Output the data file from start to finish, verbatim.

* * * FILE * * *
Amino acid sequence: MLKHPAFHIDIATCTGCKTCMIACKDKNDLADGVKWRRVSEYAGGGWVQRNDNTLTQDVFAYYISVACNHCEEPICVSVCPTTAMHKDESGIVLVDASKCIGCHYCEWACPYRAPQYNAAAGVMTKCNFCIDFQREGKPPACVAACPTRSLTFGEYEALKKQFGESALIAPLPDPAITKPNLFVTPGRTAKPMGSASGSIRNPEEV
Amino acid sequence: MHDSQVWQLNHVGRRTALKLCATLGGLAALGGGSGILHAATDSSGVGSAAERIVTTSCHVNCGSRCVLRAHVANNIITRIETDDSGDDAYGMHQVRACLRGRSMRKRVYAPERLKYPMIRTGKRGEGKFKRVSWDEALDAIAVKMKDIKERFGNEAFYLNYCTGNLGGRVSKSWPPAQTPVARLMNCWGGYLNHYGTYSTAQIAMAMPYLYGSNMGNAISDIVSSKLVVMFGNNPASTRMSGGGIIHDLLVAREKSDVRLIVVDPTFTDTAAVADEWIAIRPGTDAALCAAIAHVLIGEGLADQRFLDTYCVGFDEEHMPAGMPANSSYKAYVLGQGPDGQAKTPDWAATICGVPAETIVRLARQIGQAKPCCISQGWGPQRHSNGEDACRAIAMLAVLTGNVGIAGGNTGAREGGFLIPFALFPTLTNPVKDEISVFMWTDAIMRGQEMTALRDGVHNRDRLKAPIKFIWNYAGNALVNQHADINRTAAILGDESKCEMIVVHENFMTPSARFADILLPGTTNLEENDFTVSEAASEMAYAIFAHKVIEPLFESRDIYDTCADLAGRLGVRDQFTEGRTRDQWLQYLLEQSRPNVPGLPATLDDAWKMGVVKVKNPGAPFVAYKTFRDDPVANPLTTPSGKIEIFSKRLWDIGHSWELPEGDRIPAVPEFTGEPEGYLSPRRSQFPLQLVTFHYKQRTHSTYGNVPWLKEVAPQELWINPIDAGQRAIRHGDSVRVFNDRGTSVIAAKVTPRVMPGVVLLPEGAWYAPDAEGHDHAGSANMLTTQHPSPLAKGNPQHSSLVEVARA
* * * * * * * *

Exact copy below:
Amino acid sequence: MLKHPAFHIDIATCTGCKTCMIACKDKNDLADGVKWRRVSEYAGGGWVQRNDNTLTQDVFAYYISVACNHCEEPICVSVCPTTAMHKDESGIVLVDASKCIGCHYCEWACPYRAPQYNAAAGVMTKCNFCIDFQREGKPPACVAACPTRSLTFGEYEALKKQFGESALIAPLPDPAITKPNLFVTPGRTAKPMGSASGSIRNPEEV
Amino acid sequence: MHDSQVWQLNHVGRRTALKLCATLGGLAALGGGSGILHAATDSSGVGSAAERIVTTSCHVNCGSRCVLRAHVANNIITRIETDDSGDDAYGMHQVRACLRGRSMRKRVYAPERLKYPMIRTGKRGEGKFKRVSWDEALDAIAVKMKDIKERFGNEAFYLNYCTGNLGGRVSKSWPPAQTPVARLMNCWGGYLNHYGTYSTAQIAMAMPYLYGSNMGNAISDIVSSKLVVMFGNNPASTRMSGGGIIHDLLVAREKSDVRLIVVDPTFTDTAAVADEWIAIRPGTDAALCAAIAHVLIGEGLADQRFLDTYCVGFDEEHMPAGMPANSSYKAYVLGQGPDGQAKTPDWAATICGVPAETIVRLARQIGQAKPCCISQGWGPQRHSNGEDACRAIAMLAVLTGNVGIAGGNTGAREGGFLIPFALFPTLTNPVKDEISVFMWTDAIMRGQEMTALRDGVHNRDRLKAPIKFIWNYAGNALVNQHADINRTAAILGDESKCEMIVVHENFMTPSARFADILLPGTTNLEENDFTVSEAASEMAYAIFAHKVIEPLFESRDIYDTCADLAGRLGVRDQFTEGRTRDQWLQYLLEQSRPNVPGLPATLDDAWKMGVVKVKNPGAPFVAYKTFRDDPVANPLTTPSGKIEIFSKRLWDIGHSWELPEGDRIPAVPEFTGEPEGYLSPRRSQFPLQLVTFHYKQRTHSTYGNVPWLKEVAPQELWINPIDAGQRAIRHGDSVRVFNDRGTSVIAAKVTPRVMPGVVLLPEGAWYAPDAEGHDHAGSANMLTTQHPSPLAKGNPQHSSLVEVARA